Dec

8

OpenI spent the last year and a half opening up a business in Florida and I sold it this week to an individual who happened to be looking for the exact same venture. Thankfully, a savior, as the business was foundering and he was a bright star in an otherwise cloudy night.

I learned a great deal from my undertaking as it has been an extremely difficult and arduous journey. Anyone who has opened a business can appreciate the trials and travails. Unfortunately, there is no book entitled Opening and Running a Business for Dummies. I can honestly say that it is very similar to the old saw about owning a boat.

The happiest moment in a man's life is buying a boat and the second happiest moment is selling it.

I will list some points that are critical in understanding opening and then running a business.

Understand completely the business you are going to run. Do your homework not once, not twice, but continuously. Learn everything you possibly can about the business and do not rely exclusively on advice from outsiders. In short, be a complete expert in the critical aspects of the business. Do not expect transfer of knowledge to take place. Don't ever expect those on the outside to help you. They have their own problems.

Love the business you are opening. If you are not prepared to be 100% in love with it, it will not love you back. If you cannot laugh and enjoy the journey, it will soon consume and destroy you.

Understand the business as it relates to the economy and the target market you are looking to attract. For example, if it is in retail or entertainment be prepared for the changing tastes of the public. What will you be left with if the public leaves you? Or what will you have if not enough of the public embraces your business? Don't assume that just because you ate in a restaurant, you know how to own and run one. Underestimate, don't overestimate, your particular skills. You are not as smart as you think you are.

Do not overestimate how the public will view the business. In 99% of cases, you need the buying public far more than they need you.

Realize that competition will be fierce for the dollars you are seeking to maintain your business. If the model makes sense then accept the fact that someone else is either doing it or planning to do it. And they will do it in your backyard sooner or later. You will feel at times that a pack of wolves has descended upon you and are tearing at you from every conceivable angle.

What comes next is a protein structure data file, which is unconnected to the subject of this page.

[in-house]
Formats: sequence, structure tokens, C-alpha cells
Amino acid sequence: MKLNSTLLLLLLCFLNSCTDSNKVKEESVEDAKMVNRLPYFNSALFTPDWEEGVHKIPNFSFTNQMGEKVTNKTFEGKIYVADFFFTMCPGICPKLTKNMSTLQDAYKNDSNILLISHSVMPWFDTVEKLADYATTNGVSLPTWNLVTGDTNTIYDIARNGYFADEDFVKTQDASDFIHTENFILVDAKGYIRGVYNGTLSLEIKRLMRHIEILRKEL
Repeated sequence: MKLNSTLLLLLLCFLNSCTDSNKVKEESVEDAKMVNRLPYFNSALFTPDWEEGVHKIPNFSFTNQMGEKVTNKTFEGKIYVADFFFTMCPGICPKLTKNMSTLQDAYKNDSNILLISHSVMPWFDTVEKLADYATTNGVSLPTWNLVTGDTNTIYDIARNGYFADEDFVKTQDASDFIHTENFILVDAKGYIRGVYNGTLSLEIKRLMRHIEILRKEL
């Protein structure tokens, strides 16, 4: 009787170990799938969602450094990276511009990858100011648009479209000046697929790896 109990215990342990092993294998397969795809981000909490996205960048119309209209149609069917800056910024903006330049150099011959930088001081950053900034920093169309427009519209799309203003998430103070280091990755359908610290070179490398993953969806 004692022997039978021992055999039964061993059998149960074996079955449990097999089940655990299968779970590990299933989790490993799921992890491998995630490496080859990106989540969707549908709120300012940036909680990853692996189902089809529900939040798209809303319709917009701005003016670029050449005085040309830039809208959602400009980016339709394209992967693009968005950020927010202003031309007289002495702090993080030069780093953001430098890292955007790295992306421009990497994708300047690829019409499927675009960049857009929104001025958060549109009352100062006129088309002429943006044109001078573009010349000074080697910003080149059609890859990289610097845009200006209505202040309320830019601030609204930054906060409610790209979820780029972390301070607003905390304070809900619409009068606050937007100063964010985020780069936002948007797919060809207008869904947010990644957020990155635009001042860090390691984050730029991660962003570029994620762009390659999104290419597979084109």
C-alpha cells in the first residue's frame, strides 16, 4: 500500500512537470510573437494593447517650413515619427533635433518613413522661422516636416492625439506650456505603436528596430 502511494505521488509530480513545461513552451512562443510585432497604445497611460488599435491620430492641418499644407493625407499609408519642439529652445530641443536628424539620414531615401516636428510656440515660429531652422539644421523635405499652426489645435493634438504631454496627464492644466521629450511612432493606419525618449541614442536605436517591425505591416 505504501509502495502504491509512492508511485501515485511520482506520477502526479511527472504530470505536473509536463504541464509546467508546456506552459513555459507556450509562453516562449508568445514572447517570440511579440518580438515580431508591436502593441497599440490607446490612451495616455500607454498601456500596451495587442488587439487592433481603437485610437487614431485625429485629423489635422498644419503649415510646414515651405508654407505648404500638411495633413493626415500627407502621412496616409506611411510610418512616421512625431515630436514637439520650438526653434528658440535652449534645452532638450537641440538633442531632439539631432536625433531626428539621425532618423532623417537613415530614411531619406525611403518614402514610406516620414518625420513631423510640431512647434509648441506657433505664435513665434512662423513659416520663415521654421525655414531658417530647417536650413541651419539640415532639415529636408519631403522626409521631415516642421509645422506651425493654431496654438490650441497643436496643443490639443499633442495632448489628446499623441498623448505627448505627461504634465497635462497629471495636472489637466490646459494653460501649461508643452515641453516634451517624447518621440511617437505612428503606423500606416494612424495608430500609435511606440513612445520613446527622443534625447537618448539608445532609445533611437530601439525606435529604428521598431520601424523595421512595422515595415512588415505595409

Have an inner circle of advisers you can rely on.

I recommend an attorney and an accountant as business partners and someone with experience in banking and finance. Have a team in place and make sure that they are all committed to the success of the business. There is nothing more valuable than an attorney as a business partner. It is much less expensive to have an attorney as a partner than on retainer. Plus he will do the work for the business ahead of other work that he has to do. For this, there is no adequate substitute.

I remember a stockbroker who invested in opening a bank. His business partners were an attorney, a banker, a doctor, a builder/contractor, a real estate mogul, a politician, an accountant and some other well heeled investors.

There may be 50 ways to mess up a business. If you anticipate a tenth of them you are a genius.

Try to lay the foundation before, not after, you open your doors.

Be prepared to be married to the business for the complete tenure. Be very careful as to whom you marry, and remember, it is much easier to get married than it is to get divorced. And a lot less expensive.

You will be on call 24/7. If someone decides to get sick, not show up for work, or quit on you on Monday morning, guess what, you just assumed his/her workload. If the toilet backs up then you will suddenly become a plumber. Be ready to give up your hobbies.

You can never be too rich or too well capitalized. You can never have too much money burning a hole in your pocket.

You will underestimate how much money you will need to get started by a lot. And you will underestimate how much working capital you will need. In short, you will soon find that you have underestimated a lot. Be prepared for this brutal lesson. Cash — there is no substitute.

It will probably take much longer for a start-up to get up and running than you anticipated. Be prepared for this sad fact.

Be prepared to lose a lot of friends due to time constraints. As a corollary to this, be sure that you have a solid home foundation and an understanding family. You won't be able to attend all of your children's functions. You have only so much energy and all of it will be needed for the survival of the business. Plus you will need a place to go to de-stress. If you cannot go home then you will be forced to go somewhere else.

Watch your health. You might find yourself neglectful with respect to eating habits and exercise.

Murphy's Law will apply. And it will apply when you least need it to apply. Don't ever ask what else can go wrong because there is always something else.

Respect a business for what it is. Don't expect it to be all fun and games, if it were it would be called vacation and not work!


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  1. Start Ups For Others « Variable Interest on March 24, 2008 7:45 pm

    […] I like this short write-up on the realities of starting a business. I cannot tell what type of business he’s speaking of, but I can tell that it would be much the same no matter. I like the idea of being so caught up in the business - the practical desperation of having your livelihood so dependent on it’s performance, is really attractive to me. It’s my lack of professional qualifications, not particular drive, that’s letting me know not yet. […]

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